We left behind the Flinders with its spectacular landscapes and rich wildlife to follow the legendary Oodnadatta Track into the full, red heart of Australia where there are no humans for hundreds of miles in any direction. The Oodnadatta Track follows the former Overland Telegraph line and the abandoned line of the Great Northern Railway –very, abandoned the tracks have even disappeared from the bridges. The Oodnadatta Track links Maree, a small town of approximately 100 inhabitants in the North of South Australia and Marla located in North-Western South Australia. Marree was formerly a vital center for Afghan cameleers and the Great Northern Railway, and there are still some old Commonwealth locomotives to be seen.
“I’ve been roaming the desert for several days / And already some mirages are telling me to turn around,” I could sing a duet with French singer Jean-Patrick Capdevielle (Quand t’es dans le désert) ! The first sight is of reddish sand dunes stretching to the horizon and on which thrive a surprising flora. Then, suddenly, the first mirage: Lake Eyre. Lying 30 feet below sea level, it is the largest lake in Australia with a surface area of 3,668 square miles, but since annual rainfall in the area is between 3.9 and 5.9 inches, it is dry most of the time. We see only an endless salt crust as far as the eye can see. I am going to throw in my two cents and tell you that the weight of this salt crust is estimated at 400 million tons… UNBELIEVABLE… Hard to imagine, right?
Discovering Mound Springs is a true attraction in this white expanse of salt… Small ponds about 7 feet in diameter, surrounded by vegetation. In the center water bubbles up… surreal! But it is now time to get to William Creek, a dinkum Back o ‘Bourke in every sense of the word (Dinky-di: a forgotten place). William Creek is located about 130 miles North of Marree. The town has a population of 2 and a half dingo dog (meaning crossed with a dingo!). When we find ourselves in the unique hotel-gas station-store-bar-restaurant, we had a feeling of stepping into another era. The walls of the restaurant, where we shared a two-pound steak (individual steaks are about one-pound) are decorated with photos of rodeo, buffalo heads, and cowskins… At the bar, thousands of business cards, driving licenses, and identity cards testify of many passing visitors. There is no other form of civilization within 125 miles… And there, in the middle of nowhere in an absolute silence, the sunset is even more impressive.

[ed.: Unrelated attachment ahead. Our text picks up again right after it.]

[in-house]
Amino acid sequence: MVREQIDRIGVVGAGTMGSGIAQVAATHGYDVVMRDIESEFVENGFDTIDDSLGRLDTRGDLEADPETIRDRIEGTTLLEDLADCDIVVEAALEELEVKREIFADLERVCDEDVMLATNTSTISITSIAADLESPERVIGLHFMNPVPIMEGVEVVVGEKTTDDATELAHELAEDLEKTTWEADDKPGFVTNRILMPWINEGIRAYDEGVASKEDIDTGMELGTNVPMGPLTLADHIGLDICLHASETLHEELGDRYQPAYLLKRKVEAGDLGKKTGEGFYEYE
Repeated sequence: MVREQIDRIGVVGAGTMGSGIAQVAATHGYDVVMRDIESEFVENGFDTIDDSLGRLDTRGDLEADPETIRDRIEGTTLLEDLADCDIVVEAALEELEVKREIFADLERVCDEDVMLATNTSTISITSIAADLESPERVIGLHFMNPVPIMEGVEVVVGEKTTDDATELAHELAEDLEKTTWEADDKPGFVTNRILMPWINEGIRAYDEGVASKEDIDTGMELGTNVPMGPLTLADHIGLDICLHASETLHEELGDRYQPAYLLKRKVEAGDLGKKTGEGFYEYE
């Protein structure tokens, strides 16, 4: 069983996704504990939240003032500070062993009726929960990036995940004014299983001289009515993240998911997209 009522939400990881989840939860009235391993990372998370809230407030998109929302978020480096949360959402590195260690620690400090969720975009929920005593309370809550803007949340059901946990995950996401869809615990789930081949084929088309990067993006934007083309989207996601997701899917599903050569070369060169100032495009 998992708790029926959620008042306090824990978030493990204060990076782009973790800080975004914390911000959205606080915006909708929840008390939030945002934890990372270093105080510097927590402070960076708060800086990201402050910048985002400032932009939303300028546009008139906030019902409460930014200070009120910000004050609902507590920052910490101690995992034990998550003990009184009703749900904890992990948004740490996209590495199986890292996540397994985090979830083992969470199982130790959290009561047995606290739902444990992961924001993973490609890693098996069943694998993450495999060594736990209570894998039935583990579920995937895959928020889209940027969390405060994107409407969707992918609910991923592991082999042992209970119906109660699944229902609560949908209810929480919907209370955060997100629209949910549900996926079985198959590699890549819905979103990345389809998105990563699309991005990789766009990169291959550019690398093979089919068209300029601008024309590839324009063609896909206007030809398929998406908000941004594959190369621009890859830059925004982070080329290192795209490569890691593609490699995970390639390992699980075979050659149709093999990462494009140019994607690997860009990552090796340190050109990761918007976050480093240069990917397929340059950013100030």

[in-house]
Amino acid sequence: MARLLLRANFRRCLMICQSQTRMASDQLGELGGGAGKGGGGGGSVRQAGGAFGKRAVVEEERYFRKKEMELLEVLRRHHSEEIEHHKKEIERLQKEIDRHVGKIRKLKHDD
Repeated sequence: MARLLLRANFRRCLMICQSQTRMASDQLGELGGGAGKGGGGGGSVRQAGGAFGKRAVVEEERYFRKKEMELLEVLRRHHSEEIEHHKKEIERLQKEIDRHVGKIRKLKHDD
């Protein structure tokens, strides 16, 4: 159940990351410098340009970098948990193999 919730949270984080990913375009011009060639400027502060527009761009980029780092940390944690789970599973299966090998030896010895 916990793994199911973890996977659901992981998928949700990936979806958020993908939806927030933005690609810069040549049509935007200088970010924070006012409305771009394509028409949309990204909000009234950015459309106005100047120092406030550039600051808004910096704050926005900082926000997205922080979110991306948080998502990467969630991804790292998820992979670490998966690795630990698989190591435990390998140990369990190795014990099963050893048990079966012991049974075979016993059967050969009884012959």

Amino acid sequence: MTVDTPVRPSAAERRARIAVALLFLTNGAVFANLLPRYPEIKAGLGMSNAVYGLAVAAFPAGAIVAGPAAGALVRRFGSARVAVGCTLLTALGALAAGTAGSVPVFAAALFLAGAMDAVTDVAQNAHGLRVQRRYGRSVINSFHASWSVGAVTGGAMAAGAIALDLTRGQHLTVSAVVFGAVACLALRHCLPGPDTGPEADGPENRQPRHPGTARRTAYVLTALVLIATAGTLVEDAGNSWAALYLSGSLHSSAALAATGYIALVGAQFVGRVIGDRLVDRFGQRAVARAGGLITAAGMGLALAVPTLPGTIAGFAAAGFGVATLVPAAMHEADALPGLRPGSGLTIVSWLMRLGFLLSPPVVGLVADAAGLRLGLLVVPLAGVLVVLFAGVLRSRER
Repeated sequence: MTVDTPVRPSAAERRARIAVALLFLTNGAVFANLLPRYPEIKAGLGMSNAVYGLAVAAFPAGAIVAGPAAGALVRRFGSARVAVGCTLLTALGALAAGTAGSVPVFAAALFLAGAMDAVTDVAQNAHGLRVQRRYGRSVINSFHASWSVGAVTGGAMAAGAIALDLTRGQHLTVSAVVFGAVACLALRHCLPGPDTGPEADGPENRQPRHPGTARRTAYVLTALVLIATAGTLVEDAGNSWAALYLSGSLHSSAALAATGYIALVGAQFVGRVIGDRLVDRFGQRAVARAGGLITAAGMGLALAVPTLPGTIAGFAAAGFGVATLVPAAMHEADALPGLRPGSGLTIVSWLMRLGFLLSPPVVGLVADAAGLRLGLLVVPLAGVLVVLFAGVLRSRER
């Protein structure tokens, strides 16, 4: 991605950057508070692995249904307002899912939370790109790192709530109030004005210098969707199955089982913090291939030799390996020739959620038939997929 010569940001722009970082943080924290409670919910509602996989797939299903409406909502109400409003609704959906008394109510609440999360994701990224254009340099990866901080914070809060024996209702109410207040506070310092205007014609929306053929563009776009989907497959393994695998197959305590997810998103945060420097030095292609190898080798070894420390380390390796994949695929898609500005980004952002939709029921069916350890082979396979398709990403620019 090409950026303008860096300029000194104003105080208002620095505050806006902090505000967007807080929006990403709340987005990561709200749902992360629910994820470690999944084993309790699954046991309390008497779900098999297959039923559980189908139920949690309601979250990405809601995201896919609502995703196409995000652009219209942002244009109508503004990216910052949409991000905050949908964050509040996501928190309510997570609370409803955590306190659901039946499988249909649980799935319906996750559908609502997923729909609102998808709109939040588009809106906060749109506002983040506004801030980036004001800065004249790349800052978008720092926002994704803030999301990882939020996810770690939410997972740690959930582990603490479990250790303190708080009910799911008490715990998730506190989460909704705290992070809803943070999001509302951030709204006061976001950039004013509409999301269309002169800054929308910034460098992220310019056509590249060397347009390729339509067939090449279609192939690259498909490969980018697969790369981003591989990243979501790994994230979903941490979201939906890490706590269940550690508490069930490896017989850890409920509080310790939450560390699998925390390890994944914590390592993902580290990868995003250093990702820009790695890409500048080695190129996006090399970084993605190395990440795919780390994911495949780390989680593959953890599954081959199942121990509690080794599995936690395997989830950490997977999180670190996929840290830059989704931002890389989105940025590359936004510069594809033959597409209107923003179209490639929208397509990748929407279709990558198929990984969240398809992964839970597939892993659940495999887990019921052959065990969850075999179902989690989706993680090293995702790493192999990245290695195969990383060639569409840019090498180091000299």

Back on the Oodnadatta Track the sand becomes increasingly red, and dune scenery is again our companion with the exception of a few “muddy water holes” with cracked earth, dragonflies going back and forth over the track (ariba, ariba) and car wrecks. Arriving at Coober Pedy, also known as the Opal capital of the world, the desert is suddenly covered with holes, or rather mine shafts adjacent to mounds of colored Earth… This odd landscape results from the opal fever that made this town a mining capital in the early twentieth century. Once, the city counted more than one million of mine shafts. Of course, visiting a mine is required. Helmet on we wander in the underground mine and even have the right to search the rubble left by previous miners in search of a precious gem! The town seems frozen in time. The mines have remained as is with some machinery waiting for the end of time. And the people? That is the question: where are the people? The town looks deserted. We run into some Aborigines living on the streets, some tourists going from one opal shop to another, but the “real” people seem to have deserted the city. However, not entirely, Coober Pedy is renowned for its underground dwellings called dugouts that maintain a constant temperature of 72 ° F regardless of the extreme heat outside… Outside temperatures can reach 116 ° F during the summer. Besides, the name Coober Pedy comes from the aboriginal term “Kupa Piti,” which means “white man in the hole.” Scattered throughout the city are underground churches, a bookstore, and the surprising underground pub… 🙂
The surroundings, especially the arid moonscape of the Breakaways and Moon Plain, about 21 miles North of Coober Pedy, have attracted many filmmakers. The landscape is an ideal colorful background for apocalyptic science fiction movies. We have, among other discoveries the Castle – no, I will not become a yes-man and reveal both of Beckett’s answers in Season 6 of the ABC television series. In the surrounding white and ocher rock formations made famous by Mad Max III and Priscilla, Queen of the Desert abound. Other films like Red Planet, Pitch Black and The blood of heroes, used the landscape as the setting and the local inhabitants as extras! About 60 miles away, lies Painted Desert with gorgeous rocks in yellow, brown, and orange tones… These “traces of paint” are layers of small stones formed from rocks and scattered over time.